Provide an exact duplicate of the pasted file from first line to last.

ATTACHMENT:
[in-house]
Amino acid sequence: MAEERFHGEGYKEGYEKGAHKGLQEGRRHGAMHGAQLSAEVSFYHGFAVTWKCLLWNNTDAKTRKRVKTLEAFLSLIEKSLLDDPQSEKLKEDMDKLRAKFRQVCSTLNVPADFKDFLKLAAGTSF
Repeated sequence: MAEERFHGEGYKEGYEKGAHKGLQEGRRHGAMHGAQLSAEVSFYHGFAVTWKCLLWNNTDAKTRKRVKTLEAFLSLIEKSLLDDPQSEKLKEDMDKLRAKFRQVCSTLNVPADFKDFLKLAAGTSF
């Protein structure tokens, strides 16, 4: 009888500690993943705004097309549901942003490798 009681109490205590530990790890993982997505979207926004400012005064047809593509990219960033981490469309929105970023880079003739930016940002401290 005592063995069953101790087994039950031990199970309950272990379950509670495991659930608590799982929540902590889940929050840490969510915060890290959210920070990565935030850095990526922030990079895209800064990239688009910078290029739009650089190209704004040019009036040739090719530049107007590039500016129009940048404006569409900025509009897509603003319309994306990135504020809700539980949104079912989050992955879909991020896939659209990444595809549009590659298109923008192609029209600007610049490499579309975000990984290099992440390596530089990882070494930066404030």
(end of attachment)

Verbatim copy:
[in-house]
Amino acid sequence: MAEERFHGEGYKEGYEKGAHKGLQEGRRHGAMHGAQLSAEVSFYHGFAVTWKCLLWNNTDAKTRKRVKTLEAFLSLIEKSLLDDPQSEKLKEDMDKLRAKFRQVCSTLNVPADFKDFLKLAAGTSF
Repeated sequence: MAEERFHGEGYKEGYEKGAHKGLQEGRRHGAMHGAQLSAEVSFYHGFAVTWKCLLWNNTDAKTRKRVKTLEAFLSLIEKSLLDDPQSEKLKEDMDKLRAKFRQVCSTLNVPADFKDFLKLAAGTSF
């Protein structure tokens, strides 16, 4: 009888500690993943705004097309549901942003490798 009681109490205590530990790890993982997505979207926004400012005064047809593509990219960033981490469309929105970023880079003739930016940002401290 005592063995069953101790087994039950031990199970309950272990379950509670495991659930608590799982929540902590889940929050840490969510915060890290959210920070990565935030850095990526922030990079895209800064990239688009910078290029739009650089190209704004040019009036040739090719530049107007590039500016129009940048404006569409900025509009897509603003319309994306990135504020809700539980949104079912989050992955879909991020896939659209990444595809549009590659298109923008192609029209600007610049490499579309975000990984290099992440390596530089990882070494930066404030």